Finally a new year, and finally a new decade.
Every new year I have this feeling of freshness. I’m not a big new year’s fan but I like the idea of a new year. Anything is possible (though, it always is)!
And this feeling of freshness is often disturbed by all the things I read online, things I hear on the radio or from clients. We all believe anything is possible, but it often has to do with our looks, or how we have to change ourselves to fit in to this little box that we call society.
Going to a fitness class this time of year and the instructor is talking about how many calories we have consumed the past week and how we are now “working it off”, That is annoying as fuck.
Like, are you trying to shame us, more than we ourselves already are? Or are you projecting your insecurities on to us? Don’t know, can’t tell. But it’s all bullshit.
I don’t do calories, I’ve never done calories (except for in my early twenties, Runkeeper was my best friend and I had this delusion that I had to watch everything that I put in my mouth), I don’t teach my clients or students to focus on calories. For some people it might work and they swear by it, but I believe that it can be extremely damaging for our health, holistically.
I know so many women, myself included, who have had an intense struggle with food – and creating a healthy relationship with food can be difficult if you focus on how many calories you are consuming on a daily basis.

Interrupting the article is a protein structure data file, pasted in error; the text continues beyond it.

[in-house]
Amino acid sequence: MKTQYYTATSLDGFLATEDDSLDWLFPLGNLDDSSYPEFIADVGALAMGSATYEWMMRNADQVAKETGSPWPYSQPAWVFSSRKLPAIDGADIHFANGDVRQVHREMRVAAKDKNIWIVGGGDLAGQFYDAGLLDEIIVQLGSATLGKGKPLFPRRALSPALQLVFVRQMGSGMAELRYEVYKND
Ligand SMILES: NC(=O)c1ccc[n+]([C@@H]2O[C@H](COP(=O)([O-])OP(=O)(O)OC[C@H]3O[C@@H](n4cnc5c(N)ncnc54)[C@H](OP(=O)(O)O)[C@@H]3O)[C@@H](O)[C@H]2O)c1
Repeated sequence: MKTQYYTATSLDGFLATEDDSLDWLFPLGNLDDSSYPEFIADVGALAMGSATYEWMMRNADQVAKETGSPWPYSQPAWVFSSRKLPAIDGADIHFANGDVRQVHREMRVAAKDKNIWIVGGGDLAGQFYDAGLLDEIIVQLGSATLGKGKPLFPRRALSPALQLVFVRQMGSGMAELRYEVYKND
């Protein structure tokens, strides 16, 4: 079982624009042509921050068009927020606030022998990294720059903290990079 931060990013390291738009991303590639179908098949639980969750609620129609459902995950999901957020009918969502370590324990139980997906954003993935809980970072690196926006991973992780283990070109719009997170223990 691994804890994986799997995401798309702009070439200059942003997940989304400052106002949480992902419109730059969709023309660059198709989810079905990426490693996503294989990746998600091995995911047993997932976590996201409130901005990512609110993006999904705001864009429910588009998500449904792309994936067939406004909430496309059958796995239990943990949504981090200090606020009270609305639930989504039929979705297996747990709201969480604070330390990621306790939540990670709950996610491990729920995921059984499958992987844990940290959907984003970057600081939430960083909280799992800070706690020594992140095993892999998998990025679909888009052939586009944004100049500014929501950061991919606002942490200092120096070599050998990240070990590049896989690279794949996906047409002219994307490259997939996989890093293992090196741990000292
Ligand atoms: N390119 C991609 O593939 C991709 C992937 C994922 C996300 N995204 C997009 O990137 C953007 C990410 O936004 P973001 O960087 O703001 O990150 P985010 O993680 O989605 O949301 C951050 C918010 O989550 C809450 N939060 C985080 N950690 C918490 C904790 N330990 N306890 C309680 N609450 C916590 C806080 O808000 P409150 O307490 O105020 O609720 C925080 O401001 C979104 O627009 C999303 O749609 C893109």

Same with diets, you will never see me preach a diet or food restriction of any kind, because I believe diets set you up to fail. There are few people that have been on a diet that loose the desired weight and manage to keep it off. Around 95% of people whom are on a diet will regain the weight. And then we hate on ourselves, because Susan at work “managed to do it”, but we don’t know anything about Susan, maybe she has a terrible relationship with food because of this.
Many of us restrict our food too much that we may fuck up our metabolism, walking around starving, or we compromise our mental health.
And in the end, is it worth it?
Look at your diet right now, are there any tweaks you could do? Increase vegetable intake, drink more water, eat more wholesome foods than processed ones?
This time of year the gym often get smashed with new people – or old ones that got their membership in the beginning of last year, but their New Years resolution didn’t workout so they are giving it another go. I am all for being physically active, but you should enjoy the workout you are doing, and you should start out slow. If you go in too hard, the chance is that you’re gonna get bored quickly because you are probably expecting results with the snap of your fingers. Same with if you do a workout you don’t like, you are probably also gonna get bored.
“If you knew that the workout you do today wouldn’t change your body, would you still be doing it?”
Sure, endorphins come with the workout, but is there a joy in the workout itself?
Start slowly, get used to it, and the chances are that you will probably stick to your new routine.
Things to think about to make it through your first month of your New Year’s resolution:
Set realistic goals
Start out slow
Get the support from others – join a group training, hire a personal trainer or a nutritionist